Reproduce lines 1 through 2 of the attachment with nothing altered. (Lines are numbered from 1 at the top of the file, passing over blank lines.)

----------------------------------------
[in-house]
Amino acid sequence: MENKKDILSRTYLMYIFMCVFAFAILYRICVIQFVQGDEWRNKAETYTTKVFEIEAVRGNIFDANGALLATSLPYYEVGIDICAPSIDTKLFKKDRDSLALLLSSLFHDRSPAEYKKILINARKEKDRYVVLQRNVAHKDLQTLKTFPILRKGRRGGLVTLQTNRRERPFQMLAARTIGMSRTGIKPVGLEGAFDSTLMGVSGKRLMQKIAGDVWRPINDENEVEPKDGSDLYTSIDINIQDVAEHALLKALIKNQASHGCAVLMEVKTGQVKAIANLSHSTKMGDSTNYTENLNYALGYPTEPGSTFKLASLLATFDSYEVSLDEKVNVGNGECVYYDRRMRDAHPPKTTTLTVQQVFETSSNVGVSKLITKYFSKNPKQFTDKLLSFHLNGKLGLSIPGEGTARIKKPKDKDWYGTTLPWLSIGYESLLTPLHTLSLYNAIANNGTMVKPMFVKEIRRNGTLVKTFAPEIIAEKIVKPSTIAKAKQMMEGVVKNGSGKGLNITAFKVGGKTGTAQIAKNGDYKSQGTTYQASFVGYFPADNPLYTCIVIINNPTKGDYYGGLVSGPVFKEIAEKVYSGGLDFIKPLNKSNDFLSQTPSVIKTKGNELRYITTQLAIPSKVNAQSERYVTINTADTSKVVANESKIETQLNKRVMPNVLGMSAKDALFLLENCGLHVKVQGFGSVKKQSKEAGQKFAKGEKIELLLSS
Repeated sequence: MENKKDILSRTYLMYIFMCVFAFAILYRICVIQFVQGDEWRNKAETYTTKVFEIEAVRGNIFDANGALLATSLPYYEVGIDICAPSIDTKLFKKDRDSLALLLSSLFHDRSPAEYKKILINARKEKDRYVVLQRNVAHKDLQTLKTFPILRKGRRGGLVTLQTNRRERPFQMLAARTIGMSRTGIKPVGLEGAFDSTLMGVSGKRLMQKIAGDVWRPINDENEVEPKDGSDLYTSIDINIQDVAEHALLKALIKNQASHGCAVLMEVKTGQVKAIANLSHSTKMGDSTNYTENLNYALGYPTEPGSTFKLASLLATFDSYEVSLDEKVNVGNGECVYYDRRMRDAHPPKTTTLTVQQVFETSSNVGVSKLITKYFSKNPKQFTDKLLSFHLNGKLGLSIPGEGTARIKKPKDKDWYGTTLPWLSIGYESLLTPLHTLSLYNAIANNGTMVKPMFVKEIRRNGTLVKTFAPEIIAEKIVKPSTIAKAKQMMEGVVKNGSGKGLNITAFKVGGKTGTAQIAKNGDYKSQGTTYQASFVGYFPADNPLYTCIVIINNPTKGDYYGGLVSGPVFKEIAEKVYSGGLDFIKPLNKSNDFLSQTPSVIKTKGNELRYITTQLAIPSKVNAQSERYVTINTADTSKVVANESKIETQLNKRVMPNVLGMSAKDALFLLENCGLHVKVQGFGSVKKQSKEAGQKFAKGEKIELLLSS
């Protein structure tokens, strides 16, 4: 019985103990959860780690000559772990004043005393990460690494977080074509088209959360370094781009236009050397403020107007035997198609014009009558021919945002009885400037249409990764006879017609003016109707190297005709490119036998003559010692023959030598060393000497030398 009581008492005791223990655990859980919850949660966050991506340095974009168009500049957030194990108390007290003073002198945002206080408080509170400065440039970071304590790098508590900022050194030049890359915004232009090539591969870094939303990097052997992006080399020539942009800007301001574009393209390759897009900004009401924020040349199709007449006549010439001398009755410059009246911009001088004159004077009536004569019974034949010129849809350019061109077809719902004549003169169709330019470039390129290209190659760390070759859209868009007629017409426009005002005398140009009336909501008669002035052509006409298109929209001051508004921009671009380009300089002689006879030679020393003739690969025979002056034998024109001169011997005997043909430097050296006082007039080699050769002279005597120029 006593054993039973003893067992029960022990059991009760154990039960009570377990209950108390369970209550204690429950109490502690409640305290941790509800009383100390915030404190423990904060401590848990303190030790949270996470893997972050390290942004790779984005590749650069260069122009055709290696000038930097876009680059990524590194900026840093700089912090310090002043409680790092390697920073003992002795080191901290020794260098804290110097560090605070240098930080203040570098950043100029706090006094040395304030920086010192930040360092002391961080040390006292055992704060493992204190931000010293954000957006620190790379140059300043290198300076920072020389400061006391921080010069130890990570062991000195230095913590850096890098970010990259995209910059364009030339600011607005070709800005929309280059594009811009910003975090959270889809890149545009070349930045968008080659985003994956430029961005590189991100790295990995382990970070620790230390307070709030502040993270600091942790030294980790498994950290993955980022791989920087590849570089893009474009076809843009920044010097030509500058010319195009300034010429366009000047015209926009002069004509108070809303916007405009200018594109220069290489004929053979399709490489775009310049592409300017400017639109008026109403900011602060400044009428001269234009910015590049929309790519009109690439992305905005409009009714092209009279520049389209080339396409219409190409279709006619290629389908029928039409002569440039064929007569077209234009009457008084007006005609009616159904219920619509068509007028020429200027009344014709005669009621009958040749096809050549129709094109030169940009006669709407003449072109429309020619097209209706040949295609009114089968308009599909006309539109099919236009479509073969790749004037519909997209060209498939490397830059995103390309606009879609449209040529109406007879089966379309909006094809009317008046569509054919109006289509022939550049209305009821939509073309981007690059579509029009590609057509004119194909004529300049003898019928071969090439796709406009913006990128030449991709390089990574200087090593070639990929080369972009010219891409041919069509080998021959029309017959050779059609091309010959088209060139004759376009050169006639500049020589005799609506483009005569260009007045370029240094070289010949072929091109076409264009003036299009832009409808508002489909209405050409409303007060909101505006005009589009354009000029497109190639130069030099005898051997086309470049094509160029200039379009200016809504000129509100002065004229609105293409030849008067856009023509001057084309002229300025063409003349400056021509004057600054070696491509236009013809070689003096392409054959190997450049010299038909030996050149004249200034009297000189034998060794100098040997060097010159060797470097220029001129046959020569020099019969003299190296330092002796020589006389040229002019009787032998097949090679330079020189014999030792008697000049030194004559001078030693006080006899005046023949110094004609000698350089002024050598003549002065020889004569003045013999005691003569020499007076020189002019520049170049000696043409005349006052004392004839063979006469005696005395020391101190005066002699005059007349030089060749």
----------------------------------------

[in-house]
Amino acid sequence: MENKKDILSRTYLMYIFMCVFAFAILYRICVIQFVQGDEWRNKAETYTTKVFEIEAVRGNIFDANGALLATSLPYYEVGIDICAPSIDTKLFKKDRDSLALLLSSLFHDRSPAEYKKILINARKEKDRYVVLQRNVAHKDLQTLKTFPILRKGRRGGLVTLQTNRRERPFQMLAARTIGMSRTGIKPVGLEGAFDSTLMGVSGKRLMQKIAGDVWRPINDENEVEPKDGSDLYTSIDINIQDVAEHALLKALIKNQASHGCAVLMEVKTGQVKAIANLSHSTKMGDSTNYTENLNYALGYPTEPGSTFKLASLLATFDSYEVSLDEKVNVGNGECVYYDRRMRDAHPPKTTTLTVQQVFETSSNVGVSKLITKYFSKNPKQFTDKLLSFHLNGKLGLSIPGEGTARIKKPKDKDWYGTTLPWLSIGYESLLTPLHTLSLYNAIANNGTMVKPMFVKEIRRNGTLVKTFAPEIIAEKIVKPSTIAKAKQMMEGVVKNGSGKGLNITAFKVGGKTGTAQIAKNGDYKSQGTTYQASFVGYFPADNPLYTCIVIINNPTKGDYYGGLVSGPVFKEIAEKVYSGGLDFIKPLNKSNDFLSQTPSVIKTKGNELRYITTQLAIPSKVNAQSERYVTINTADTSKVVANESKIETQLNKRVMPNVLGMSAKDALFLLENCGLHVKVQGFGSVKKQSKEAGQKFAKGEKIELLLSS